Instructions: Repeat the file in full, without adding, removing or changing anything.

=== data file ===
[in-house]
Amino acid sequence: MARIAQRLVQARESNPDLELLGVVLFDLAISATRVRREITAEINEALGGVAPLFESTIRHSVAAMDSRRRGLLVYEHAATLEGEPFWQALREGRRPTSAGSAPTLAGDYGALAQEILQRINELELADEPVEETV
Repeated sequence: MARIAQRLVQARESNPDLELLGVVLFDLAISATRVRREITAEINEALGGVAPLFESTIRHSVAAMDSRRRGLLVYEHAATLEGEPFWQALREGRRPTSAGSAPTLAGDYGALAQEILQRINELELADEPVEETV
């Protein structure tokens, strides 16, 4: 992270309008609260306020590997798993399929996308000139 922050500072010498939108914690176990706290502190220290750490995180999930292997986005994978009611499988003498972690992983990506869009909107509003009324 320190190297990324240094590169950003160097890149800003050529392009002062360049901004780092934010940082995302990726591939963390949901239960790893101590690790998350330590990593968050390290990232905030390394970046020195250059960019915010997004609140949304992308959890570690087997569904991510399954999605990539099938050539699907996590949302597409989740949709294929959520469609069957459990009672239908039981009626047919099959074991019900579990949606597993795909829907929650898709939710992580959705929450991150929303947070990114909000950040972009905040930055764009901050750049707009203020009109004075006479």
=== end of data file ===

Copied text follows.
[in-house]
Amino acid sequence: MARIAQRLVQARESNPDLELLGVVLFDLAISATRVRREITAEINEALGGVAPLFESTIRHSVAAMDSRRRGLLVYEHAATLEGEPFWQALREGRRPTSAGSAPTLAGDYGALAQEILQRINELELADEPVEETV
Repeated sequence: MARIAQRLVQARESNPDLELLGVVLFDLAISATRVRREITAEINEALGGVAPLFESTIRHSVAAMDSRRRGLLVYEHAATLEGEPFWQALREGRRPTSAGSAPTLAGDYGALAQEILQRINELELADEPVEETV
């Protein structure tokens, strides 16, 4: 992270309008609260306020590997798993399929996308000139 922050500072010498939108914690176990706290502190220290750490995180999930292997986005994978009611499988003498972690992983990506869009909107509003009324 320190190297990324240094590169950003160097890149800003050529392009002062360049901004780092934010940082995302990726591939963390949901239960790893101590690790998350330590990593968050390290990232905030390394970046020195250059960019915010997004609140949304992308959890570690087997569904991510399954999605990539099938050539699907996590949302597409989740949709294929959520469609069957459990009672239908039981009626047919099959074991019900579990949606597993795909829907929650898709939710992580959705929450991150929303947070990114909000950040972009905040930055764009901050750049707009203020009109004075006479």